A traumatic event sends a musician (Sedgwick) back to her hometown in an effort to reunite with the daughters she abandoned. To do so, she must confront her abusive ex-husband (Quinn), from whom she fled years ago.
In a future mind-controlling game, death row convicts are forced to battle in a 'Doom'-type environment. Convict Kable, controlled by Simon, a skilled teenage gamer, must survive thirty sessions in order to be set free. Or won't he?
Dedicated to the memory of Merv Griffin, who shepherded the project from idea to final credit. See more »
In the scene where Anne goes into her sister's house to get George, she is standing in the kitchen with a small picture to her left. There is a reflection of a crew member in it. See more »
As a man, there's only one thing you need to know about a woman.
They're never the right temperature.
Something to do with their plumbing. Reproduction. Whatever reason, most of the time... they're either too hot or too cold. Mostly too cold. So what you have to do... is carry a sweater or a jacket or something with you at all times. Something you can keep in the trunk of your car... or in your closet at work... for when their thermostat gets messed up.
That's it. ...
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During the movie, we see Robbie doing cross stitch many times. At the end of the movie, we see Ann sitting in a chair, finishing the same cross stitch of their entire adventure, with "THE END." This goes right into the credits, which are done entirely in cross stitch. See more »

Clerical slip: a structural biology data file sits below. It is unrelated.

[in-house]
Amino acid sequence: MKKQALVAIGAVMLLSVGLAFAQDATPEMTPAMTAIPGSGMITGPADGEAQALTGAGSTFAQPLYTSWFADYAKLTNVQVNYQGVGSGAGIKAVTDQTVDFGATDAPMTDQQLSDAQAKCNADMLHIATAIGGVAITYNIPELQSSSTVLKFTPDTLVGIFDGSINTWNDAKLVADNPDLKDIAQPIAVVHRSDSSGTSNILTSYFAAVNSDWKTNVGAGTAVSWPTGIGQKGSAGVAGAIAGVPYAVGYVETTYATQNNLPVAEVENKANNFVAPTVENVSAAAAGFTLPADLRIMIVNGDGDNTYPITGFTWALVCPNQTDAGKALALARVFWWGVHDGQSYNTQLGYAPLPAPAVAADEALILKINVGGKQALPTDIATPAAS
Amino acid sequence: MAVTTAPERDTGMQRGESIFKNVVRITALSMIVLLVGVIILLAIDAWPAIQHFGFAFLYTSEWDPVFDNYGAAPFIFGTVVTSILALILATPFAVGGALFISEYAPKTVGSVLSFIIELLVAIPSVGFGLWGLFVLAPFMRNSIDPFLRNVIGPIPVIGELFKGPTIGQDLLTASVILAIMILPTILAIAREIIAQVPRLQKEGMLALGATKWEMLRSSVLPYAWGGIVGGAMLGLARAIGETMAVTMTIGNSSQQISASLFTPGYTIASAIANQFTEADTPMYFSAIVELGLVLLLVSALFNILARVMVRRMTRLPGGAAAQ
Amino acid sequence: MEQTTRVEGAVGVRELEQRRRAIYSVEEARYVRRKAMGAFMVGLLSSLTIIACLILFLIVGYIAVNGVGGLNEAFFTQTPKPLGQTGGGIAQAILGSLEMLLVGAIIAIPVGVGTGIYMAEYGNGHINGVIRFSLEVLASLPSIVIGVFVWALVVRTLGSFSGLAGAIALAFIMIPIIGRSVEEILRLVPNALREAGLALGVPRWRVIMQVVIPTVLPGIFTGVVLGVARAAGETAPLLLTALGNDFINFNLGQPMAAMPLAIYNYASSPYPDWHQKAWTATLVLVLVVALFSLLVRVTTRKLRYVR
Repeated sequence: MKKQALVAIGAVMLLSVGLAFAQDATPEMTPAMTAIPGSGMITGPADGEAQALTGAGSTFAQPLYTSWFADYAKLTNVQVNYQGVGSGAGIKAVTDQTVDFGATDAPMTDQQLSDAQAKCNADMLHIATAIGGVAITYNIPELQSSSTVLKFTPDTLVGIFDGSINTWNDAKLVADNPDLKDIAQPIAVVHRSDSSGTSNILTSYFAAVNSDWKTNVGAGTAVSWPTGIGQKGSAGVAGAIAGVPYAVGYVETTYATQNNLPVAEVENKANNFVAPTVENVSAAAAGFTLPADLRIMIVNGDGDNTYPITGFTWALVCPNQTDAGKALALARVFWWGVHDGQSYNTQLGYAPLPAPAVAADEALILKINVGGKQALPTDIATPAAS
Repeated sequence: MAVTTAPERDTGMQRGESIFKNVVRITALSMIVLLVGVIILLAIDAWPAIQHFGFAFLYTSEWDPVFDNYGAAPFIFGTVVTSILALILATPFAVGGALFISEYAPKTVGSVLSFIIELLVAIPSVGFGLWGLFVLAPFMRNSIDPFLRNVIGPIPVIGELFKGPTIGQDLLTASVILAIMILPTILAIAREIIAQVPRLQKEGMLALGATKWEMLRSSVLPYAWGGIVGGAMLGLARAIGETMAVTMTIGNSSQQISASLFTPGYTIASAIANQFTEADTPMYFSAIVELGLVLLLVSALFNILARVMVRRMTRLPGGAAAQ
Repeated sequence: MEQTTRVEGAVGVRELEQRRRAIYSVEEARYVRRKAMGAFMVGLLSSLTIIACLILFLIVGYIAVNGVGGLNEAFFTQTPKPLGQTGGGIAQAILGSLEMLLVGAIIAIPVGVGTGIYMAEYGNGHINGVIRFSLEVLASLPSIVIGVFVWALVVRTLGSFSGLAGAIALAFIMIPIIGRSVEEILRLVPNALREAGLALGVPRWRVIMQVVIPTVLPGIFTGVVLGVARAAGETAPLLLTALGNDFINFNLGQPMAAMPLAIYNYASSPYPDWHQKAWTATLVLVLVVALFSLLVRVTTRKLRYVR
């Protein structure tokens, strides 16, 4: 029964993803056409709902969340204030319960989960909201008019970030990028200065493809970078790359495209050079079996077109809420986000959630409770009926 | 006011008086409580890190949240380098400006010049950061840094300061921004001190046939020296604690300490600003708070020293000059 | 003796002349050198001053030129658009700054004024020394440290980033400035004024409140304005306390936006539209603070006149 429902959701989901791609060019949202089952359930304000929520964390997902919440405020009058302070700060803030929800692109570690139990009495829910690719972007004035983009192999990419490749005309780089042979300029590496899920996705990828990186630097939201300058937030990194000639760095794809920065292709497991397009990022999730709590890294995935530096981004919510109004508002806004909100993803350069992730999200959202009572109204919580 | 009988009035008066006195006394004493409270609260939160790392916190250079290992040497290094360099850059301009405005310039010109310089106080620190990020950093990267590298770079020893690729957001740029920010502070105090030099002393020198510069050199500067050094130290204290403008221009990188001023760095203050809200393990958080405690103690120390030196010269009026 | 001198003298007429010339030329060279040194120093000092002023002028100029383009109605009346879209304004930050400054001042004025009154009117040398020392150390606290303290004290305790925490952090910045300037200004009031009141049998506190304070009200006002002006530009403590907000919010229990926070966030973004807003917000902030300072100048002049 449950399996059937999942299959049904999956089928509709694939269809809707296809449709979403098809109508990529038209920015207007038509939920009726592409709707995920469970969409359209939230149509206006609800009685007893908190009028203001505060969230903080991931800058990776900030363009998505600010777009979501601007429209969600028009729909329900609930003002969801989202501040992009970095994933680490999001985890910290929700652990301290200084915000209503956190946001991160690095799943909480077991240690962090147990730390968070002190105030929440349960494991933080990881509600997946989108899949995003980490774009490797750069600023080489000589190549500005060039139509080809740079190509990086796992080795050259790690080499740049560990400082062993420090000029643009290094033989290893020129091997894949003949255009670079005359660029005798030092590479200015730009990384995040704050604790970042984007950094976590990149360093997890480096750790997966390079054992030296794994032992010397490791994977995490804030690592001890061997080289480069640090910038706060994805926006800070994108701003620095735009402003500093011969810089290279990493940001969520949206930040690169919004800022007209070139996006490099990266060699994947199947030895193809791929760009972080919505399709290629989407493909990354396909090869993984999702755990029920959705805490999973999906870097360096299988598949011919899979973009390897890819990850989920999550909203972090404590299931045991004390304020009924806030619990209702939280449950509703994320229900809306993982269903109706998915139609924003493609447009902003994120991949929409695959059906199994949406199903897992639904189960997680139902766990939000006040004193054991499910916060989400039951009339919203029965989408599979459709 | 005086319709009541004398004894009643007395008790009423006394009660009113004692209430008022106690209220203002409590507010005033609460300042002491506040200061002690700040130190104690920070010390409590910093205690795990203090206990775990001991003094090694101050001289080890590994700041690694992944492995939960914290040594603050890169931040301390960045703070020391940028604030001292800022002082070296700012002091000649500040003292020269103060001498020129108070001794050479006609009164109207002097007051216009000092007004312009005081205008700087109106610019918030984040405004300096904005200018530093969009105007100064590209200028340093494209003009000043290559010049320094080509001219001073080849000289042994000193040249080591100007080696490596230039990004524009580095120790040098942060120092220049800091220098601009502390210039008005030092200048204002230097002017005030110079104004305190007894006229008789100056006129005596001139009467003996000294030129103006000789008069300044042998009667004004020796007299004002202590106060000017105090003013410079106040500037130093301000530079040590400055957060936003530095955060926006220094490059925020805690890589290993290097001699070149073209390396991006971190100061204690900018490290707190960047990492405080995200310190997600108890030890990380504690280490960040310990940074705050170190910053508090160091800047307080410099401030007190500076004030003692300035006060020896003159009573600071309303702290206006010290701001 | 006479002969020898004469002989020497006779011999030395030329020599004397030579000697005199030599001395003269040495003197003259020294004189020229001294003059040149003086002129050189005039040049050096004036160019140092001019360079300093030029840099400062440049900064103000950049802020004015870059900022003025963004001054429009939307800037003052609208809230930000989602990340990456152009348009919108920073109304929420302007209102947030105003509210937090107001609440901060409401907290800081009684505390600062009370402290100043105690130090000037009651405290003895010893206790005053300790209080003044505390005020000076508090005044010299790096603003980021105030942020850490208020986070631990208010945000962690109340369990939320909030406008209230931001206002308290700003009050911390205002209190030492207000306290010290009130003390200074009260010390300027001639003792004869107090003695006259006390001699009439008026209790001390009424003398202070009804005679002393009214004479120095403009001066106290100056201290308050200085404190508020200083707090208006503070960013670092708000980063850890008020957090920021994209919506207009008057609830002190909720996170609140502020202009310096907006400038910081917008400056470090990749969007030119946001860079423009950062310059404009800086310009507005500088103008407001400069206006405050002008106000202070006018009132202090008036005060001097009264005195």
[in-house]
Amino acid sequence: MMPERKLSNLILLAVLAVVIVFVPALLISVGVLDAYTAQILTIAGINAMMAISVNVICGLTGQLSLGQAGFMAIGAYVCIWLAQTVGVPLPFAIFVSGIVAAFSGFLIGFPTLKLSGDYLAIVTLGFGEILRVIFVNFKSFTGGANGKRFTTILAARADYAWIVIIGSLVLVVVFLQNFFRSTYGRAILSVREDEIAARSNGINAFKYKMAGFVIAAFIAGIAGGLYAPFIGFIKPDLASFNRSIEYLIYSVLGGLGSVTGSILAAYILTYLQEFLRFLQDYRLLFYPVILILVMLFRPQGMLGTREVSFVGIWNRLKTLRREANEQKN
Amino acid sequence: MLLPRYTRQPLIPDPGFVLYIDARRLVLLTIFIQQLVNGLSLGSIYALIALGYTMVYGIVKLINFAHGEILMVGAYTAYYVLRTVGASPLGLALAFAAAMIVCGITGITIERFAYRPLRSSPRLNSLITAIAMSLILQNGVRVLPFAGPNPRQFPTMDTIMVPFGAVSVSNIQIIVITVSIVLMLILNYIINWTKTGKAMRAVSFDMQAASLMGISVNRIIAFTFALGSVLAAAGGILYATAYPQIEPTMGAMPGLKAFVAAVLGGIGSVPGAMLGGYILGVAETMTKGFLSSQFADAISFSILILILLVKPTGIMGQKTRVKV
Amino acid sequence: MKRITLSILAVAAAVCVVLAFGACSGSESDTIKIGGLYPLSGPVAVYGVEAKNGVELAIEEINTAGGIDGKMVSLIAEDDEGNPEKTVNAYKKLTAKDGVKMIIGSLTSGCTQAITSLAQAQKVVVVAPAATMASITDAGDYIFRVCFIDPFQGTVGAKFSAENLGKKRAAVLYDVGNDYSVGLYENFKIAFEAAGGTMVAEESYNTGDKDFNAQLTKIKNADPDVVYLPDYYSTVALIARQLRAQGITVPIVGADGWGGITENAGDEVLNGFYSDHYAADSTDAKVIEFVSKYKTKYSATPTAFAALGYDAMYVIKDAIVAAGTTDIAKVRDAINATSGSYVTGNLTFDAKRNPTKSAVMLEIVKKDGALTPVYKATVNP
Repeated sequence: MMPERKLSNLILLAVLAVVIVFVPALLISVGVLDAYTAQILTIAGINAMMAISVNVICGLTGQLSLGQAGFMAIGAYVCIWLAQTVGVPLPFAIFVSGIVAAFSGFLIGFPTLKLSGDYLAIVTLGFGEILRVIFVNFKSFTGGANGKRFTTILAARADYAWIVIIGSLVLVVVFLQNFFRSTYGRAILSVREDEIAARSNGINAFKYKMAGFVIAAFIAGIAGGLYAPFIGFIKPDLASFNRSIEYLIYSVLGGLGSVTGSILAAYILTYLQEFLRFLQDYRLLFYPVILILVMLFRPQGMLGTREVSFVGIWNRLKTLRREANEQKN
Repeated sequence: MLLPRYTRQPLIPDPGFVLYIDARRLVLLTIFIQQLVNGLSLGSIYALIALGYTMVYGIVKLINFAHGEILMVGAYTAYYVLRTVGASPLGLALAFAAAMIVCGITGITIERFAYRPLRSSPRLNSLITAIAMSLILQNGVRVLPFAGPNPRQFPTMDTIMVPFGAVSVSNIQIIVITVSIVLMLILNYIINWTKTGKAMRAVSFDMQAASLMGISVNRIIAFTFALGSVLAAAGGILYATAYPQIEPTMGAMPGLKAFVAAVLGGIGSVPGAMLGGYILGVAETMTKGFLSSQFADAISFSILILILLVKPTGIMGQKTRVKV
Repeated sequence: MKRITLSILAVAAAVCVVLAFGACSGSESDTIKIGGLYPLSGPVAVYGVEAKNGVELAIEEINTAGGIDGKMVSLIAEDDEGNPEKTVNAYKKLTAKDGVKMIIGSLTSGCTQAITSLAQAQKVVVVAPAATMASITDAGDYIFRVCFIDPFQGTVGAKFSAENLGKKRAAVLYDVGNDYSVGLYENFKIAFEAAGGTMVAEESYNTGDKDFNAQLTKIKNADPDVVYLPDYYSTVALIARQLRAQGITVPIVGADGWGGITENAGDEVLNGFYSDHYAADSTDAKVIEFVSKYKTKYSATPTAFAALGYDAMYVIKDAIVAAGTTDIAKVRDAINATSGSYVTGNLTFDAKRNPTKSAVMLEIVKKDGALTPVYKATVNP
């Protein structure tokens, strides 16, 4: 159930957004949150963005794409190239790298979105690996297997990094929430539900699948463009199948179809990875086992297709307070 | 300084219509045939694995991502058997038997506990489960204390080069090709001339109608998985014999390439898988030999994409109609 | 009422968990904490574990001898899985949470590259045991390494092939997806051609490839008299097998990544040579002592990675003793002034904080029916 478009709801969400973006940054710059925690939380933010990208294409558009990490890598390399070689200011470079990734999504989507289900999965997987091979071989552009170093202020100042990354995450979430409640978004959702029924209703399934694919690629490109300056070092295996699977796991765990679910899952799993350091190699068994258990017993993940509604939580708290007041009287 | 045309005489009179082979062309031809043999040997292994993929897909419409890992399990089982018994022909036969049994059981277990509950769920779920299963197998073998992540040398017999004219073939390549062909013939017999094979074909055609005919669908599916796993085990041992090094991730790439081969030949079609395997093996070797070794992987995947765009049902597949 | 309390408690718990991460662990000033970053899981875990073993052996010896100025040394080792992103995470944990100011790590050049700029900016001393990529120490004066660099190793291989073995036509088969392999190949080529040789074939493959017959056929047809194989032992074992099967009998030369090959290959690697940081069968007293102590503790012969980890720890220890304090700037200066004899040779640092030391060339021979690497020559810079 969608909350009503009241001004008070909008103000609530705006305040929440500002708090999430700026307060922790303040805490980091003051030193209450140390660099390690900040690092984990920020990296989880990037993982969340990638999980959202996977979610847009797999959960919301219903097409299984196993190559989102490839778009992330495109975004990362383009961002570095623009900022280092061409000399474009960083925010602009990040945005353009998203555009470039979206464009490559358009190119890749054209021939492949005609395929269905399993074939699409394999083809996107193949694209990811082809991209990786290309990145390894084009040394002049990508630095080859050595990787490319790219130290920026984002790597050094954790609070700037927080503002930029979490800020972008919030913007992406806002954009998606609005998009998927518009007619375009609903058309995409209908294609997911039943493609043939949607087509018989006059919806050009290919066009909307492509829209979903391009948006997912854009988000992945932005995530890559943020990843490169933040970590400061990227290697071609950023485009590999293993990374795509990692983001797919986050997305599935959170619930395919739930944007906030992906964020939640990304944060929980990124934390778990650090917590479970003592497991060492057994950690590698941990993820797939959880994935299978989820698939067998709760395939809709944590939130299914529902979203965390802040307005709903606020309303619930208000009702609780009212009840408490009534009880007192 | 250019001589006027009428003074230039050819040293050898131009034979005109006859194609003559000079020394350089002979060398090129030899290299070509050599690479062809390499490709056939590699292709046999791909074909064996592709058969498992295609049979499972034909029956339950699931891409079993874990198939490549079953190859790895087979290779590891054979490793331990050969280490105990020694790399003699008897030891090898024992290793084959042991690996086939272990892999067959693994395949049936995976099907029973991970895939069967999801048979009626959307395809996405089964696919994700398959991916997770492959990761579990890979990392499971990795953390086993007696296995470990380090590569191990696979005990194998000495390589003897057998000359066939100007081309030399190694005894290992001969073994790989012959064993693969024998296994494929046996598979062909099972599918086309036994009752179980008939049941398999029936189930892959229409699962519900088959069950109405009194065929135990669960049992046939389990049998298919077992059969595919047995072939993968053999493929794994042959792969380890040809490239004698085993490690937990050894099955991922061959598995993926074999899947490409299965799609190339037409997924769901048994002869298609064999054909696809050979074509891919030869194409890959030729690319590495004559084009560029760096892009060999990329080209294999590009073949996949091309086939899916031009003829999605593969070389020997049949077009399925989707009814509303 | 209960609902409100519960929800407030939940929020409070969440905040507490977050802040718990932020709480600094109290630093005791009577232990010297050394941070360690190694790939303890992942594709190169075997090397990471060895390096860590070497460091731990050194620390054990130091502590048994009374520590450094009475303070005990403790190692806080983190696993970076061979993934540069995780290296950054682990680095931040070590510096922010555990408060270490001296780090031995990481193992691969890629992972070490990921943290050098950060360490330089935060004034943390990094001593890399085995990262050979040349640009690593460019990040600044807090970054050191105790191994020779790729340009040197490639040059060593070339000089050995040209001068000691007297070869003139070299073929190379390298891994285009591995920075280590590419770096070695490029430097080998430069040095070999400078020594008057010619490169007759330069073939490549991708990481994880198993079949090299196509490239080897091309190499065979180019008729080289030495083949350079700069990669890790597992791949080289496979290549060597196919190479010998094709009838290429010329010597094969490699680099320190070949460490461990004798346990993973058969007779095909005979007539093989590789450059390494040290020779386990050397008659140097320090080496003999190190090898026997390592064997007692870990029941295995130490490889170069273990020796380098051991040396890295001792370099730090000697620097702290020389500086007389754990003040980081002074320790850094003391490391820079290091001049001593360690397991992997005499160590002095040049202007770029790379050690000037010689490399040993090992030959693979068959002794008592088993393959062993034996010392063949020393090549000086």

I've just seen the European Premiere at the Berlin Film Festival. Although it did not win the major prize it was very well received. I enjoyed it enormously. It tells of a 1930's high society mother (Renee Zellwegger - never better) who walks out on her unfaithful husband (Kevin Bacon) after discovering another woman in his bed. She sets out with her two sons on a road trip across America to find a new rich partner who can keep her and her sons in the style they have become accustomed. One of her sons is serious and bookish and regrets missing his schooling while the other is an extremely effeminate gay who dreams of becoming a Hollywood star (a wonderfully camp performance by Mark Rendall who 'steals the picture' with some superbly funny quips). The journey across America and the weird and wonderful characters they meet make this an exceedingly engaging 'Road Movie'. It is beautifully photographed and well acted and directed. The dialogue is sharp, funny and entertaining. Highly recommended!
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